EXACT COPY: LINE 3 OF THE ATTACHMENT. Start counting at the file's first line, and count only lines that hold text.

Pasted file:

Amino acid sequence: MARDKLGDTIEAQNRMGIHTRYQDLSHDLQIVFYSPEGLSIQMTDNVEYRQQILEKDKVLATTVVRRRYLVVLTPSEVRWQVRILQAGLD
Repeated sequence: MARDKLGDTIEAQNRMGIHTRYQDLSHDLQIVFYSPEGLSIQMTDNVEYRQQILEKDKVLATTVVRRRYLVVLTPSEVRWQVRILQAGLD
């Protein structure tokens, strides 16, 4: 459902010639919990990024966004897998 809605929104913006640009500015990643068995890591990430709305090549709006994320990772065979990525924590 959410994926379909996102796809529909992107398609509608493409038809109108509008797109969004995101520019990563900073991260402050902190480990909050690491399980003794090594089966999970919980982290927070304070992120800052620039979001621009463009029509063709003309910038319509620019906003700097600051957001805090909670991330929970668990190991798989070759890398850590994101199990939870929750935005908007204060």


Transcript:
């Protein structure tokens, strides 16, 4: 459902010639919990990024966004897998 809605929104913006640009500015990643068995890591990430709305090549709006994320990772065979990525924590 959410994926379909996102796809529909992107398609509608493409038809109108509008797109969004995101520019990563900073991260402050902190480990909050690491399980003794090594089966999970919980982290927070304070992120800052620039979001621009463009029509063709003309910038319509620019906003700097600051957001805090909670991330929970668990190991798989070759890398850590994101199990939870929750935005908007204060």